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Oct 3, 2004 02:51 AM

Soaking dried beans for more than one day?

  • h

Hi y'all:

Lately I've started to cook dried beans rather than canned. I enjoy the firmer texture.

Here's my problem: I was planning on making a big batch of chili, so last night I soaked a bunch of kidney and black beans. As it turns out, I won't be home to make the chili until 72 hours after I started soaking the beans. Will this long period of soaking harm the beans? For instance, will the beans end up all mushy? Or can I just reduce the cooking time?

Thank you for any advice.

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  1. Drain them and refrigerate them.

    Btw, it turns out you don't need to soak beans at all, and that for some varieties it is better to parboil them rather than soak them for the best texture.

    1 Reply
    1. re: Karl S.

      That's true for the most part, but if the beans are very old you really do need to soak them. Of course, if you buy from a source with quick turnover you'll be ok ... and that's probably your best source for quality.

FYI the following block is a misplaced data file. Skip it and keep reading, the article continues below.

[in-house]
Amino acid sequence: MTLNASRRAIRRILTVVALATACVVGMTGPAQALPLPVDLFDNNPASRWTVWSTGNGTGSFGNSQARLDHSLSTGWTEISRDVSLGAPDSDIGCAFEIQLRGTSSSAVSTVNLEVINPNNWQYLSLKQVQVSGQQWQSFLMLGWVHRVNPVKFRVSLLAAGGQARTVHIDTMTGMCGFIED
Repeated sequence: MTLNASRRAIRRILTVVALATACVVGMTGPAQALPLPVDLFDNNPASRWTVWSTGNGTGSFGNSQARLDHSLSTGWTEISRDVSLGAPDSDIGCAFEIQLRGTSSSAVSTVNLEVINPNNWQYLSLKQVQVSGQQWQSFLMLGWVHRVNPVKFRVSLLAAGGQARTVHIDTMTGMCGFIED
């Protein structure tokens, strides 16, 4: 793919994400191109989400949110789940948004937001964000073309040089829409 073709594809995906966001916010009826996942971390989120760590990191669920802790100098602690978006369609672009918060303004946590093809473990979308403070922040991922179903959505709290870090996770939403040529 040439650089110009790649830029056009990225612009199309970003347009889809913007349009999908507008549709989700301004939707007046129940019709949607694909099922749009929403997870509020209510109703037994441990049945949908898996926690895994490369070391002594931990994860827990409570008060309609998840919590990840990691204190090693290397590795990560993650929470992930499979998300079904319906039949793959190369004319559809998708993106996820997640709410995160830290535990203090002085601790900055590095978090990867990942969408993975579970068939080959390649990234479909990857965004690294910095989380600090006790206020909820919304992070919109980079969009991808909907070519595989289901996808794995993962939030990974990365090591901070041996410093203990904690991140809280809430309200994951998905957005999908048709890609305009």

2. The beans will ferment, how much depends on the temp (warmer means more fermentation) and how long you are soaking.

      I would toss the beans and start with "new beans". Then do the quick degas thing. Soaking beans is the best way to give consumers gas.

      1 Reply
      1. re: Alan408

        The fermentation is pretty minor at refrigerator temperature. That said, draining and refrigerating will slow it down, if not stop it. Another option is to cook the beans for 1 - 1.5 hours and then freeze them. Though that works well for many bean uses, it might not be the best bet with beans intended for chili.


      2. j
        Jeremy Newel

        You can always freeze the soaked and drained raw beans. Spread them out in one layer on a pan with low sides and bag them after they are frozen. No need to thaw when you are ready to use them.